Leather can vary greatly in terms of softness and firmness depending on the thickness of the hide or type of animal. Geography and climate influence what thickness of leather is appropriate to use and also informs what type of animal hide would be most useful to achieve a certain thickness. In colder climates, the fur of the animal may be included in the construction of the moccasins with the intention of keeping the feet warm for travel.
Glass beads became available to American Indian tribes through European production and trade. Different techniques of beadwork help to achieve different visual effects. Depending on the tribe and the geography, different shapes and patterns can help to reveal the type of person the moccasins are made for. Each tribe, or groups within a tribe, has their own set of symbols that either hold a deeper meaning or are simply for aesthetic purposes. From one pair of moccasins to another, there is evidence of patterning throughout, whether it’s through beading technique, imagery, or color. Look for the geometrical patterns found on the Sioux and Crow moccasins and the nature-inspired designs on the Ojibwa moccasins.
Through the use of brightly-colored beads, moccasins are able to communicate particular identities. Each tribe often has their own meanings and identity associated with each color.
What is it?
Originally worn on the feet, these moccasins were created in the soft sole pucker toe style, made with animal skin and beadwork, by an Ojibwa artist. This pair came to Denver Art Museum in 1998.
What inspired it?
Moccasin History & Use: Originally crafted out of practical necessity to protect the feet from harsh terrains and climates, this early footwear was created from the materials readily available, mainly animal hide and natural decoration. Although "moccasin" has come to be a widely used term for the form, regardless of tribe or creator, the term originated from the Algonquian Tribe’s language and each tribe has their own word, in their own language, for them. Today, moccasins are a big part of a dancer’s regalia for Powwow.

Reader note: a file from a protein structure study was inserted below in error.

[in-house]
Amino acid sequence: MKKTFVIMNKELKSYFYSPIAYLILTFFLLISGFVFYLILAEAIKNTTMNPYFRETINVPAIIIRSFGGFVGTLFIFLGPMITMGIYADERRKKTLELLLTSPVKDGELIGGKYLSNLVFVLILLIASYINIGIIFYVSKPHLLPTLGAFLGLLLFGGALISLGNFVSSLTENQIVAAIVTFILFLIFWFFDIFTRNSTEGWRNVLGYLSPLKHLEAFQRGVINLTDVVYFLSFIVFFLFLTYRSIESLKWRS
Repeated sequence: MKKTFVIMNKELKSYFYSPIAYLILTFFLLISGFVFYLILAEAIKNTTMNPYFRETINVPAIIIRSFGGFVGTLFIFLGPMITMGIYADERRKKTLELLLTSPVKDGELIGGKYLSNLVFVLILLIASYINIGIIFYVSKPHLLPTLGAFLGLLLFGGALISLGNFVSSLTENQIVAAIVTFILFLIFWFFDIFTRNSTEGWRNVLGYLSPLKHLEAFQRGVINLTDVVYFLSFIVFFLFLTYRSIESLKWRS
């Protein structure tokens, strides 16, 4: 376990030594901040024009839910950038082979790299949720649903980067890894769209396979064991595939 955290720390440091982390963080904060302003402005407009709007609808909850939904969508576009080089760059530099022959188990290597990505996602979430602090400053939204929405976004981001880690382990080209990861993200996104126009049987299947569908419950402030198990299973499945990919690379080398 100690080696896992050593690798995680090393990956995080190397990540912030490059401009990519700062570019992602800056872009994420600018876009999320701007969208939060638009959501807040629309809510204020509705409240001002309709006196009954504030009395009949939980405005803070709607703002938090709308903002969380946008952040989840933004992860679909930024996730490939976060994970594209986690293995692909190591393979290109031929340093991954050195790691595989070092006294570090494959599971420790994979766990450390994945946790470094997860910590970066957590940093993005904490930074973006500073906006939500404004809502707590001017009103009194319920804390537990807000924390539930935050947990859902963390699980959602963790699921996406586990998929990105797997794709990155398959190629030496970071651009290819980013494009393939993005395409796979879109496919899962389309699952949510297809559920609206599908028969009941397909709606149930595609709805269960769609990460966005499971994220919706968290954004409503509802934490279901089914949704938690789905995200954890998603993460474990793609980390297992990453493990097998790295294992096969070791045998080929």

Design: Different styles and designs of everyday moccasins are inspired by, and created in relation to, the environment(s) that a particular tribe experiences. For example, tribes from the Woodland areas, including the North Eastern part of the US and into Canada (like the Ojibwa tribe), can be identified by their soft-soled moccasins and their use of floral elements located on the top, or vamp, and/or cuffs of the moccasin. In contrast, Plains tribes' (like Crow and Sioux) moccasins are known to have the top, or vamp (usually excluding cuffs), entirely covered in glass beads or porcupine quills, and made with hard soles that withstand rough terrain. This hard-sole style, however, only dates back to the mid-nineteenth century.
How is it made?
Moccasin Assembly: Moccasins are commonly made using hides of different animals; the larger the animal, the thicker and more sturdy the hide. In order to create a polished look, the moccasin is sewn inside out, historically using sinew (pronounced sin-yoo; tendon or ligament) as thread. The sinew is threaded through holes punched by an awl (pronounced all, a pointed tool meant to create holes in leather). The fabric pieces for the moccasin vary according to tribe, region, and stylistic preference. Sometimes, the artist uses recycled hide from other items in the construction of the moccasins. For example, some soles are cut from old painted parfleches made from strong and durable hide.
Representational beadwork involves threading the beads onto the string and then laying the string onto the surface, either in a curved or straight line. With the 2-needle applique, a second string is used to stitch the primary string in place. These stitches are made at every one to three beads. This technique is commonly used for organic and natural designs.